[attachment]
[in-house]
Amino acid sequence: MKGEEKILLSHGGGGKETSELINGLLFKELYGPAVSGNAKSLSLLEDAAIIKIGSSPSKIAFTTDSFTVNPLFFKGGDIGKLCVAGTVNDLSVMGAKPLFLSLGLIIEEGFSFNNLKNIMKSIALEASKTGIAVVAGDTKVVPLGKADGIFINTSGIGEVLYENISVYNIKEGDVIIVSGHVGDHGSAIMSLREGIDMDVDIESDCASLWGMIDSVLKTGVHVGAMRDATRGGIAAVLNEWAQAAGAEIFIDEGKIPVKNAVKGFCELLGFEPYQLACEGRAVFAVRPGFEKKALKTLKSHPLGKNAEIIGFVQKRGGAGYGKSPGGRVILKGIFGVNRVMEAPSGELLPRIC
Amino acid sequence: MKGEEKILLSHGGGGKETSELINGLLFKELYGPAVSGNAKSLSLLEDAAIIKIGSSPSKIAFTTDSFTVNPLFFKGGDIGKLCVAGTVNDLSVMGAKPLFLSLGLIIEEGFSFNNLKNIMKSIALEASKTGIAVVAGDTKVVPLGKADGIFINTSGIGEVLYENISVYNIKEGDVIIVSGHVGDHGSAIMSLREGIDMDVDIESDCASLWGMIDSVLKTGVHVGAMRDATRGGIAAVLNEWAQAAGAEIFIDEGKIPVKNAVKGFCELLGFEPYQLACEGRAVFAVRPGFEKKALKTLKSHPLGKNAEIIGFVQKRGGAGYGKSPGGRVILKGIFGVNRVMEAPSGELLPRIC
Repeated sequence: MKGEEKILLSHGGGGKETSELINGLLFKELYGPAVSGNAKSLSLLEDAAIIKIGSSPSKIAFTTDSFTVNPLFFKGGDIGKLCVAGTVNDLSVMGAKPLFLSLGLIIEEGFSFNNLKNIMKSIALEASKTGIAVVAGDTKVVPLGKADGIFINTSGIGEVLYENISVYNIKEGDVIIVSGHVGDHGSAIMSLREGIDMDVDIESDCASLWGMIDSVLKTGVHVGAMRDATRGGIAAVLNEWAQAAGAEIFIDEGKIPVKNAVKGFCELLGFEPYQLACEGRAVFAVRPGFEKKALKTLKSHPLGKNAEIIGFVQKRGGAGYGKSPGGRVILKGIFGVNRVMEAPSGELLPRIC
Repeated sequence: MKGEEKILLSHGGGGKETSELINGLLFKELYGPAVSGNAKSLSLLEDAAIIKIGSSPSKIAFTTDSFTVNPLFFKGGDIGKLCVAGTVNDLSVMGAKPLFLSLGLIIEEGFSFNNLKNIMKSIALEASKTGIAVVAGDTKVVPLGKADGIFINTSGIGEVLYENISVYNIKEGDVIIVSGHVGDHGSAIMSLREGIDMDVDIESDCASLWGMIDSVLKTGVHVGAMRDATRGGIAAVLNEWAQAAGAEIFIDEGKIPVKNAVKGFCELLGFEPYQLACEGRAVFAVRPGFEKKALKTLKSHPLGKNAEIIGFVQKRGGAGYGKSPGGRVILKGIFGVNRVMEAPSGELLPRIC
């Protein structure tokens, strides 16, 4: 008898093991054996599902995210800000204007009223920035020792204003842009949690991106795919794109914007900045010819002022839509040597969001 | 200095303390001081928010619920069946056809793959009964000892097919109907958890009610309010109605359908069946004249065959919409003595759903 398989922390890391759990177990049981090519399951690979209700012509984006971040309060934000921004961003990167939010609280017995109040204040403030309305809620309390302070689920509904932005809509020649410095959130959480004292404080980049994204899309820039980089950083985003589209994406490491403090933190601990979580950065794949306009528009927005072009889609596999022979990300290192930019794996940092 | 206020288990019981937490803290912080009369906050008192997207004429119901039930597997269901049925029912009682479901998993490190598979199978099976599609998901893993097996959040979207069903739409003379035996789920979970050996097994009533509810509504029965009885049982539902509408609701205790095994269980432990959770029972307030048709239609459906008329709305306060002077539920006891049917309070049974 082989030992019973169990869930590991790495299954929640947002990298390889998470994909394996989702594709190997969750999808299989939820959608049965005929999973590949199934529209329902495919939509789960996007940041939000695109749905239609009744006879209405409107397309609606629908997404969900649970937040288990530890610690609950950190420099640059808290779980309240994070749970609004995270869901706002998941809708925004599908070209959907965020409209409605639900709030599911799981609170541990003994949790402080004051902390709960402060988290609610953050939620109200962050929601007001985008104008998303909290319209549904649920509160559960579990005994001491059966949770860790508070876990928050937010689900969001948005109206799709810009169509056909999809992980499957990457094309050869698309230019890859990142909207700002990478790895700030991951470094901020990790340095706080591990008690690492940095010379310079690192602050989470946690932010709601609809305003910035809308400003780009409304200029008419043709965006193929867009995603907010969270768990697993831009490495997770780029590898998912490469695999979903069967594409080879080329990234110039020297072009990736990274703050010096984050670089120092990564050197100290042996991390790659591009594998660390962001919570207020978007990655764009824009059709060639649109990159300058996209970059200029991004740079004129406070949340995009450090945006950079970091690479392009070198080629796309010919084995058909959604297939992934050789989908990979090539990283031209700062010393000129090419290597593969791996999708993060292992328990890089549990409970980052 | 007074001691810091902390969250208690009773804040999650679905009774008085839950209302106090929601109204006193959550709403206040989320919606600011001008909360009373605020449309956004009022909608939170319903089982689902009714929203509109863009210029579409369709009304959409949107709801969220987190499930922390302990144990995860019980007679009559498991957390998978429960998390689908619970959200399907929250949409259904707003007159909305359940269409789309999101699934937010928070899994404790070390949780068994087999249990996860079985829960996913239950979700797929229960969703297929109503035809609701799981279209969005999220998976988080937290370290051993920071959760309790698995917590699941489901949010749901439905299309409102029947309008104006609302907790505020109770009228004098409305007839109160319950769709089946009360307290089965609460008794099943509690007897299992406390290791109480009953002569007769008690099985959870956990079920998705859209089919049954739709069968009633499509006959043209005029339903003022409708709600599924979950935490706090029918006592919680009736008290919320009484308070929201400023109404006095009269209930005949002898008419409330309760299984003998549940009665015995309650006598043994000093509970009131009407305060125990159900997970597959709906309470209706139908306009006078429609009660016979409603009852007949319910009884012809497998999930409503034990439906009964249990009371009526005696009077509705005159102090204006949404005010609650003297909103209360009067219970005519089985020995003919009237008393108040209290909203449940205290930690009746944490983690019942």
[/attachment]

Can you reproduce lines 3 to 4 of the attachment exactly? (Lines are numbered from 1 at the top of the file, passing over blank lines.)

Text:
Amino acid sequence: MKGEEKILLSHGGGGKETSELINGLLFKELYGPAVSGNAKSLSLLEDAAIIKIGSSPSKIAFTTDSFTVNPLFFKGGDIGKLCVAGTVNDLSVMGAKPLFLSLGLIIEEGFSFNNLKNIMKSIALEASKTGIAVVAGDTKVVPLGKADGIFINTSGIGEVLYENISVYNIKEGDVIIVSGHVGDHGSAIMSLREGIDMDVDIESDCASLWGMIDSVLKTGVHVGAMRDATRGGIAAVLNEWAQAAGAEIFIDEGKIPVKNAVKGFCELLGFEPYQLACEGRAVFAVRPGFEKKALKTLKSHPLGKNAEIIGFVQKRGGAGYGKSPGGRVILKGIFGVNRVMEAPSGELLPRIC
Repeated sequence: MKGEEKILLSHGGGGKETSELINGLLFKELYGPAVSGNAKSLSLLEDAAIIKIGSSPSKIAFTTDSFTVNPLFFKGGDIGKLCVAGTVNDLSVMGAKPLFLSLGLIIEEGFSFNNLKNIMKSIALEASKTGIAVVAGDTKVVPLGKADGIFINTSGIGEVLYENISVYNIKEGDVIIVSGHVGDHGSAIMSLREGIDMDVDIESDCASLWGMIDSVLKTGVHVGAMRDATRGGIAAVLNEWAQAAGAEIFIDEGKIPVKNAVKGFCELLGFEPYQLACEGRAVFAVRPGFEKKALKTLKSHPLGKNAEIIGFVQKRGGAGYGKSPGGRVILKGIFGVNRVMEAPSGELLPRIC